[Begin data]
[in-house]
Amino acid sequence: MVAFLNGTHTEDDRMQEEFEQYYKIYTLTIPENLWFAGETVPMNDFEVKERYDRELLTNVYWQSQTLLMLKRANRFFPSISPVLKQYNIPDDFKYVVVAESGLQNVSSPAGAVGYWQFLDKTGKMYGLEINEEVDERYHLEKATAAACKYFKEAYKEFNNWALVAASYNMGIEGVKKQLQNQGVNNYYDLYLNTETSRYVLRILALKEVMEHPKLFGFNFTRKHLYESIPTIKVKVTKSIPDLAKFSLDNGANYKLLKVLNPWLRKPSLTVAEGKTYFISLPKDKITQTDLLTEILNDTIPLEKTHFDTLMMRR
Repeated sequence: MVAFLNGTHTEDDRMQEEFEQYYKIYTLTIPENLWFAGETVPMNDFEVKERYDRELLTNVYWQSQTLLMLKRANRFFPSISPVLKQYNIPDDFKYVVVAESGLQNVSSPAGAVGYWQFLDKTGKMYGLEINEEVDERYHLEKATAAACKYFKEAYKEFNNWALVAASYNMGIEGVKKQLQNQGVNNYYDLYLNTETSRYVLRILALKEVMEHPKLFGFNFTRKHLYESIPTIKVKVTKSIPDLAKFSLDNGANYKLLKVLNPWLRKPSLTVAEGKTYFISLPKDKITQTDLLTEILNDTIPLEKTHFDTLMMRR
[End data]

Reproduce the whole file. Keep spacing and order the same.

[in-house]
Amino acid sequence: MVAFLNGTHTEDDRMQEEFEQYYKIYTLTIPENLWFAGETVPMNDFEVKERYDRELLTNVYWQSQTLLMLKRANRFFPSISPVLKQYNIPDDFKYVVVAESGLQNVSSPAGAVGYWQFLDKTGKMYGLEINEEVDERYHLEKATAAACKYFKEAYKEFNNWALVAASYNMGIEGVKKQLQNQGVNNYYDLYLNTETSRYVLRILALKEVMEHPKLFGFNFTRKHLYESIPTIKVKVTKSIPDLAKFSLDNGANYKLLKVLNPWLRKPSLTVAEGKTYFISLPKDKITQTDLLTEILNDTIPLEKTHFDTLMMRR
Repeated sequence: MVAFLNGTHTEDDRMQEEFEQYYKIYTLTIPENLWFAGETVPMNDFEVKERYDRELLTNVYWQSQTLLMLKRANRFFPSISPVLKQYNIPDDFKYVVVAESGLQNVSSPAGAVGYWQFLDKTGKMYGLEINEEVDERYHLEKATAAACKYFKEAYKEFNNWALVAASYNMGIEGVKKQLQNQGVNNYYDLYLNTETSRYVLRILALKEVMEHPKLFGFNFTRKHLYESIPTIKVKVTKSIPDLAKFSLDNGANYKLLKVLNPWLRKPSLTVAEGKTYFISLPKDKITQTDLLTEILNDTIPLEKTHFDTLMMRR